When your disposable face mask is done, dump it in a trash bin.
Take Pride Winnipeg is plugging that public message as used face masks become prominent litter around the city.
"I’ve seen an increase, definitely, in the last little bit, of masks and disposable gloves, in a lot of parking lots and on some streets," said Tom Ethans, executive director. "We picked up 10 masks the other day in a block in the downtown area."
Take Pride Winnipeg, a registered charity, supports litter cleanups and other city beautification efforts.
The group doesn’t have an exact count of how many improperly discarded facial coverings it’s found so far, but Ethans believes the increase has been dramatic over the past few weeks.
While encouraged Winnipeggers appear to be following a provincial health orders to wear masks in all indoor public places to prevent the spread of COVID-19, Ethans said he’s concerned some are also failing to properly dispose of them.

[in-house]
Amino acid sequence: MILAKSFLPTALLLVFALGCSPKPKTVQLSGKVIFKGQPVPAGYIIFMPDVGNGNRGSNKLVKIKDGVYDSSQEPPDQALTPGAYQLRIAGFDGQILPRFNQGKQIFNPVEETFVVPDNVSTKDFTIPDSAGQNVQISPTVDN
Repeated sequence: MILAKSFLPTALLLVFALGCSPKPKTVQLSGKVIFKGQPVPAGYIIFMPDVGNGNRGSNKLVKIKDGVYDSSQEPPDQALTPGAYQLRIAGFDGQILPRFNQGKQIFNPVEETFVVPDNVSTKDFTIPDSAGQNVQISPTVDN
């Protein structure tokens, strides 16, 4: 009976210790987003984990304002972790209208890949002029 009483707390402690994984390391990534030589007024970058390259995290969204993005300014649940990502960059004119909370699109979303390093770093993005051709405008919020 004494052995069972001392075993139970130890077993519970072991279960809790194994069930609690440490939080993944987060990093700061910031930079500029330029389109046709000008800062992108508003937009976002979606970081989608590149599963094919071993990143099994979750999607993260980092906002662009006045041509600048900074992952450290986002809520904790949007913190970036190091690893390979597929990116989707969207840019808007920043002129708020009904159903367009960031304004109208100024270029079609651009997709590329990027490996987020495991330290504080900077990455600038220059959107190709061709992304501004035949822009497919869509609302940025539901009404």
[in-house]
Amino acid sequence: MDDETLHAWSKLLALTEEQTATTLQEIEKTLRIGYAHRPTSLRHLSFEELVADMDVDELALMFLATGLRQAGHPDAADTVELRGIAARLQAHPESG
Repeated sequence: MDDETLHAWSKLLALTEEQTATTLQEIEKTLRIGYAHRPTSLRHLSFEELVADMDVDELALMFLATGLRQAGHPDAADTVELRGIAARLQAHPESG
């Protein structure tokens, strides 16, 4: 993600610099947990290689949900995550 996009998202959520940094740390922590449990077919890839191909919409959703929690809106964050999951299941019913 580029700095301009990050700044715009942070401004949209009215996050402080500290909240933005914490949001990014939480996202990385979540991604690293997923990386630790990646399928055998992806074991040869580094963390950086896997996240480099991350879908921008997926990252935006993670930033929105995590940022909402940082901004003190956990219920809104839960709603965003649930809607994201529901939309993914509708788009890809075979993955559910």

This type of litter, which could be contaminated by bodily fluids, requires careful removal by Take Pride volunteers.
"They’re using litter-pickers and they have gloves on… but it’s still a concern. It’s the same when we go out and (find used) needles. You’ve got to be very careful and cognizant of picking up these things," Ethans said.
Single-use masks are also increasingly dropped into recycle bins, creating additional problems, the City of Winnipeg said..
The non-recyclable masks have often been found mixed in with recyclable materials, especially since the city and many local businesses began mandating mask use in August, said Mark Kinsley, Winnipeg supervisor of waste diversion.
"We definitely noticed… that there’s been a significant increase," said Kinsley, noting it creates a source of recycling contamination, which can contain a person’s respiratory droplets.
"You can imagine just the psyche of the employees that are physically coming in contact with this material. They’ve got their (personal protective equipment), but at the same time, if we can limit their exposure… it is just better overall."
The elastic on masks can also become caught in processing equipment, while mask parts can enter a finished recycled product and reduce its value. Those problems could create costs or revenue losses for the city and its taxpayers, said Kinsley.
Winnipeggers should use reusable masks as much as possible — and promptly chuck one-use options in garbage bins only, he said.
"They all need to go into the garbage."
Born and raised in Winnipeg, Joyanne loves to tell the stories of this city, especially when politics is involved. Joyanne became the city hall reporter for the Winnipeg Free Press in early 2020.